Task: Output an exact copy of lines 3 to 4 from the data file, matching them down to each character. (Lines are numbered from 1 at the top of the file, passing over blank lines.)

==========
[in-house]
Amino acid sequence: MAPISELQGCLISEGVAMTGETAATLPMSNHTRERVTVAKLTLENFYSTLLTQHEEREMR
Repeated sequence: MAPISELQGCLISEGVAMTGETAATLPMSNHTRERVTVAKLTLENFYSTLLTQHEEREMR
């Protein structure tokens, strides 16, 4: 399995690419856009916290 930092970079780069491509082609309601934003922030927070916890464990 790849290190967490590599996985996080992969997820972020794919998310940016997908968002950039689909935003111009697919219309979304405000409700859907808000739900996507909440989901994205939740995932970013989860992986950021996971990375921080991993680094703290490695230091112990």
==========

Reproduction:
Repeated sequence: MAPISELQGCLISEGVAMTGETAATLPMSNHTRERVTVAKLTLENFYSTLLTQHEEREMR
């Protein structure tokens, strides 16, 4: 399995690419856009916290 930092970079780069491509082609309601934003922030927070916890464990 790849290190967490590599996985996080992969997820972020794919998310940016997908968002950039689909935003111009697919219309979304405000409700859907808000739900996507909440989901994205939740995932970013989860992986950021996971990375921080991993680094703290490695230091112990």